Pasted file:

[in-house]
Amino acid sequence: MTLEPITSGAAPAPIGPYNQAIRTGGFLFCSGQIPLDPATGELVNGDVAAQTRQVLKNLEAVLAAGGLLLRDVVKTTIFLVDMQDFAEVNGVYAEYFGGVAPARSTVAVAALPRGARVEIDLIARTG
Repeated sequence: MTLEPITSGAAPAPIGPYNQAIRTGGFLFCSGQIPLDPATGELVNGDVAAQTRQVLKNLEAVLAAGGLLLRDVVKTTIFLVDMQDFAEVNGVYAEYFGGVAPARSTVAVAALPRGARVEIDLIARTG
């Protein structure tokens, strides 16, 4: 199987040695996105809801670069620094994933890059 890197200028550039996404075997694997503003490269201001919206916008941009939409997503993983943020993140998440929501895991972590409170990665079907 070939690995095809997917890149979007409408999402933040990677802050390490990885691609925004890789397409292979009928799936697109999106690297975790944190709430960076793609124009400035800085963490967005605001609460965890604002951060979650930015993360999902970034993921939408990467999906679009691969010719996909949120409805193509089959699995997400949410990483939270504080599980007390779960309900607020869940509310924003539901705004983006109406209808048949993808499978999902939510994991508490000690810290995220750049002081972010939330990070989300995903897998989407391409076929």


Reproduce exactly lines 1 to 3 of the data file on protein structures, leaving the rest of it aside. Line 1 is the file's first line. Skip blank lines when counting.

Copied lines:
[in-house]
Amino acid sequence: MTLEPITSGAAPAPIGPYNQAIRTGGFLFCSGQIPLDPATGELVNGDVAAQTRQVLKNLEAVLAAGGLLLRDVVKTTIFLVDMQDFAEVNGVYAEYFGGVAPARSTVAVAALPRGARVEIDLIARTG
Repeated sequence: MTLEPITSGAAPAPIGPYNQAIRTGGFLFCSGQIPLDPATGELVNGDVAAQTRQVLKNLEAVLAAGGLLLRDVVKTTIFLVDMQDFAEVNGVYAEYFGGVAPARSTVAVAALPRGARVEIDLIARTG